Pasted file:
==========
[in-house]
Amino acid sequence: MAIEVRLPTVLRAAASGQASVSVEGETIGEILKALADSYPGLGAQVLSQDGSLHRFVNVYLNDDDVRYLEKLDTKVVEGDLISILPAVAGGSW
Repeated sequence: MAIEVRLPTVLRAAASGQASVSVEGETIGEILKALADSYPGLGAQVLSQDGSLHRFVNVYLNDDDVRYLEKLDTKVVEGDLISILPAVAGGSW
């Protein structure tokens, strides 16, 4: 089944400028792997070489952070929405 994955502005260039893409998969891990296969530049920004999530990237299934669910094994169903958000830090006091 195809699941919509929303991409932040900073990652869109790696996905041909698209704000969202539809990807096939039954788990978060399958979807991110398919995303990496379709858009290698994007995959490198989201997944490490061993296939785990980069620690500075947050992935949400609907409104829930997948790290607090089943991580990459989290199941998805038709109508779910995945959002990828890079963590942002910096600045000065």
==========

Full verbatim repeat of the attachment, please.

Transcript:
[in-house]
Amino acid sequence: MAIEVRLPTVLRAAASGQASVSVEGETIGEILKALADSYPGLGAQVLSQDGSLHRFVNVYLNDDDVRYLEKLDTKVVEGDLISILPAVAGGSW
Repeated sequence: MAIEVRLPTVLRAAASGQASVSVEGETIGEILKALADSYPGLGAQVLSQDGSLHRFVNVYLNDDDVRYLEKLDTKVVEGDLISILPAVAGGSW
């Protein structure tokens, strides 16, 4: 089944400028792997070489952070929405 994955502005260039893409998969891990296969530049920004999530990237299934669910094994169903958000830090006091 195809699941919509929303991409932040900073990652869109790696996905041909698209704000969202539809990807096939039954788990978060399958979807991110398919995303990496379709858009290698994007995959490198989201997944490490061993296939785990980069620690500075947050992935949400609907409104829930997948790290607090089943991580990459989290199941998805038709109508779910995945959002990828890079963590942002910096600045000065």